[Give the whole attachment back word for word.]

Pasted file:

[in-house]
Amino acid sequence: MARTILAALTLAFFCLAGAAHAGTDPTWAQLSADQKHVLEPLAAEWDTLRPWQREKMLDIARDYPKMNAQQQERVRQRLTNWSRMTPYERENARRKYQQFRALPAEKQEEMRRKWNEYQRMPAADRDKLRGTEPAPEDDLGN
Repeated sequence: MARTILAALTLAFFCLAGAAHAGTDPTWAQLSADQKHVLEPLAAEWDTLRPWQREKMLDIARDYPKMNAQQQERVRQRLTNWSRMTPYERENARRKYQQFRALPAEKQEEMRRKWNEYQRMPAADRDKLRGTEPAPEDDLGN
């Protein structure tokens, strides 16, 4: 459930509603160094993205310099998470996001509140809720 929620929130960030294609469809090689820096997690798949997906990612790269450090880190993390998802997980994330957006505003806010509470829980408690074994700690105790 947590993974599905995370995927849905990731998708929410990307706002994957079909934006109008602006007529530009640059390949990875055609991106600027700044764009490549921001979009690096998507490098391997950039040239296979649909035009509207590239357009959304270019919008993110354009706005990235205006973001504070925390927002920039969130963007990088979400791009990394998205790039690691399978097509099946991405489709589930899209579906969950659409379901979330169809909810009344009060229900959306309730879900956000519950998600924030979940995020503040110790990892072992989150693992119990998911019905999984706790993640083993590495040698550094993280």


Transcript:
[in-house]
Amino acid sequence: MARTILAALTLAFFCLAGAAHAGTDPTWAQLSADQKHVLEPLAAEWDTLRPWQREKMLDIARDYPKMNAQQQERVRQRLTNWSRMTPYERENARRKYQQFRALPAEKQEEMRRKWNEYQRMPAADRDKLRGTEPAPEDDLGN
Repeated sequence: MARTILAALTLAFFCLAGAAHAGTDPTWAQLSADQKHVLEPLAAEWDTLRPWQREKMLDIARDYPKMNAQQQERVRQRLTNWSRMTPYERENARRKYQQFRALPAEKQEEMRRKWNEYQRMPAADRDKLRGTEPAPEDDLGN
């Protein structure tokens, strides 16, 4: 459930509603160094993205310099998470996001509140809720 929620929130960030294609469809090689820096997690798949997906990612790269450090880190993390998802997980994330957006505003806010509470829980408690074994700690105790 947590993974599905995370995927849905990731998708929410990307706002994957079909934006109008602006007529530009640059390949990875055609991106600027700044764009490549921001979009690096998507490098391997950039040239296979649909035009509207590239357009959304270019919008993110354009706005990235205006973001504070925390927002920039969130963007990088979400791009990394998205790039690691399978097509099946991405489709589930899209579906969950659409379901979330169809909810009344009060229900959306309730879900956000519950998600924030979940995020503040110790990892072992989150693992119990998911019905999984706790993640083993590495040698550094993280």